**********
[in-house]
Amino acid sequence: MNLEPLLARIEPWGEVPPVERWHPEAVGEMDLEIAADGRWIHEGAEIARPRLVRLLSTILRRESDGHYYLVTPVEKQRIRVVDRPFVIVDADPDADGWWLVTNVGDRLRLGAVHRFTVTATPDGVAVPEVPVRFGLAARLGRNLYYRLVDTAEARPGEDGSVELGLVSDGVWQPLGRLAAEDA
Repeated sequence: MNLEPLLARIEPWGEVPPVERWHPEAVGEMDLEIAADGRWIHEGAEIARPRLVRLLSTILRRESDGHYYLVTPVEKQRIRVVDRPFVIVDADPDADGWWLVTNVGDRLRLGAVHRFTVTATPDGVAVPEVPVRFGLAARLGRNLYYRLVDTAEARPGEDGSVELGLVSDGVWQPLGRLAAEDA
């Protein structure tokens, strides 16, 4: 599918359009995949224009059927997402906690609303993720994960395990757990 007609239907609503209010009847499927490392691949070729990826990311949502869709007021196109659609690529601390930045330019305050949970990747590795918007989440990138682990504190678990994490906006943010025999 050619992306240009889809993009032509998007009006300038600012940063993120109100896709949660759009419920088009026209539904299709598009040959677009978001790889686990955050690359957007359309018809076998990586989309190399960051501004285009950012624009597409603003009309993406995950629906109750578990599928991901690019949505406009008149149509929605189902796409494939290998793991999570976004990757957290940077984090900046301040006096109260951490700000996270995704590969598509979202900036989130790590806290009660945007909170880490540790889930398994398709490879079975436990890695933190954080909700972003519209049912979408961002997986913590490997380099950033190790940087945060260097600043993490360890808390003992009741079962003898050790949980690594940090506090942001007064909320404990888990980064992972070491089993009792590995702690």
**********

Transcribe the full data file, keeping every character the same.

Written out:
[in-house]
Amino acid sequence: MNLEPLLARIEPWGEVPPVERWHPEAVGEMDLEIAADGRWIHEGAEIARPRLVRLLSTILRRESDGHYYLVTPVEKQRIRVVDRPFVIVDADPDADGWWLVTNVGDRLRLGAVHRFTVTATPDGVAVPEVPVRFGLAARLGRNLYYRLVDTAEARPGEDGSVELGLVSDGVWQPLGRLAAEDA
Repeated sequence: MNLEPLLARIEPWGEVPPVERWHPEAVGEMDLEIAADGRWIHEGAEIARPRLVRLLSTILRRESDGHYYLVTPVEKQRIRVVDRPFVIVDADPDADGWWLVTNVGDRLRLGAVHRFTVTATPDGVAVPEVPVRFGLAARLGRNLYYRLVDTAEARPGEDGSVELGLVSDGVWQPLGRLAAEDA
């Protein structure tokens, strides 16, 4: 599918359009995949224009059927997402906690609303993720994960395990757990 007609239907609503209010009847499927490392691949070729990826990311949502869709007021196109659609690529601390930045330019305050949970990747590795918007989440990138682990504190678990994490906006943010025999 050619992306240009889809993009032509998007009006300038600012940063993120109100896709949660759009419920088009026209539904299709598009040959677009978001790889686990955050690359957007359309018809076998990586989309190399960051501004285009950012624009597409603003009309993406995950629906109750578990599928991901690019949505406009008149149509929605189902796409494939290998793991999570976004990757957290940077984090900046301040006096109260951490700000996270995704590969598509979202900036989130790590806290009660945007909170880490540790889930398994398709490879079975436990890695933190954080909700972003519209049912979408961002997986913590490997380099950033190790940087945060260097600043993490360890808390003992009741079962003898050790949980690594940090506090942001007064909320404990888990980064992972070491089993009792590995702690």